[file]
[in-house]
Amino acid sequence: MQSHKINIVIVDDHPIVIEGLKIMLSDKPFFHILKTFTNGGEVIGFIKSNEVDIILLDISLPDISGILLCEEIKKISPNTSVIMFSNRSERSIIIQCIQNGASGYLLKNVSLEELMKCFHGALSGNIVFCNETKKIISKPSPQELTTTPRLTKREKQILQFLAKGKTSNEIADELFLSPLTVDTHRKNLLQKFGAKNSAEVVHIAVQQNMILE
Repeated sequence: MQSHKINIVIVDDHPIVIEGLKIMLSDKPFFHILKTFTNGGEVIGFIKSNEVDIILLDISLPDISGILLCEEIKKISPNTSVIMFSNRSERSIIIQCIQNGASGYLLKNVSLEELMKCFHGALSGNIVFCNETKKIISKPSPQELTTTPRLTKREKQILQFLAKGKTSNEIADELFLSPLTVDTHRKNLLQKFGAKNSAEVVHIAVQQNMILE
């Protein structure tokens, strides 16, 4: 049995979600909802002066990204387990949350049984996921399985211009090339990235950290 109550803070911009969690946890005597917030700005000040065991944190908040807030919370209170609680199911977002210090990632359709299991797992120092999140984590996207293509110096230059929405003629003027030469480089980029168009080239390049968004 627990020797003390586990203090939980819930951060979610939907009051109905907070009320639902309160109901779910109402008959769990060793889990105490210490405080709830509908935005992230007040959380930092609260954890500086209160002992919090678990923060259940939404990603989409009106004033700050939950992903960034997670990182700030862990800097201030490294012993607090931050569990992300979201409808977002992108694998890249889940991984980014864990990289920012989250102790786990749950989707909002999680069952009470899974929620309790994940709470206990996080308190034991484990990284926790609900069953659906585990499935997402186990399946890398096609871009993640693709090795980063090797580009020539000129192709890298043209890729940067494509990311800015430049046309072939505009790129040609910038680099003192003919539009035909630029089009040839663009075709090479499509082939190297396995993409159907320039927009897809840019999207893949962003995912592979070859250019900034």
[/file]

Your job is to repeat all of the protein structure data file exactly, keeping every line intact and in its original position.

[in-house]
Amino acid sequence: MQSHKINIVIVDDHPIVIEGLKIMLSDKPFFHILKTFTNGGEVIGFIKSNEVDIILLDISLPDISGILLCEEIKKISPNTSVIMFSNRSERSIIIQCIQNGASGYLLKNVSLEELMKCFHGALSGNIVFCNETKKIISKPSPQELTTTPRLTKREKQILQFLAKGKTSNEIADELFLSPLTVDTHRKNLLQKFGAKNSAEVVHIAVQQNMILE
Repeated sequence: MQSHKINIVIVDDHPIVIEGLKIMLSDKPFFHILKTFTNGGEVIGFIKSNEVDIILLDISLPDISGILLCEEIKKISPNTSVIMFSNRSERSIIIQCIQNGASGYLLKNVSLEELMKCFHGALSGNIVFCNETKKIISKPSPQELTTTPRLTKREKQILQFLAKGKTSNEIADELFLSPLTVDTHRKNLLQKFGAKNSAEVVHIAVQQNMILE
């Protein structure tokens, strides 16, 4: 049995979600909802002066990204387990949350049984996921399985211009090339990235950290 109550803070911009969690946890005597917030700005000040065991944190908040807030919370209170609680199911977002210090990632359709299991797992120092999140984590996207293509110096230059929405003629003027030469480089980029168009080239390049968004 627990020797003390586990203090939980819930951060979610939907009051109905907070009320639902309160109901779910109402008959769990060793889990105490210490405080709830509908935005992230007040959380930092609260954890500086209160002992919090678990923060259940939404990603989409009106004033700050939950992903960034997670990182700030862990800097201030490294012993607090931050569990992300979201409808977002992108694998890249889940991984980014864990990289920012989250102790786990749950989707909002999680069952009470899974929620309790994940709470206990996080308190034991484990990284926790609900069953659906585990499935997402186990399946890398096609871009993640693709090795980063090797580009020539000129192709890298043209890729940067494509990311800015430049046309072939505009790129040609910038680099003192003919539009035909630029089009040839663009075709090479499509082939190297396995993409159907320039927009897809840019999207893949962003995912592979070859250019900034």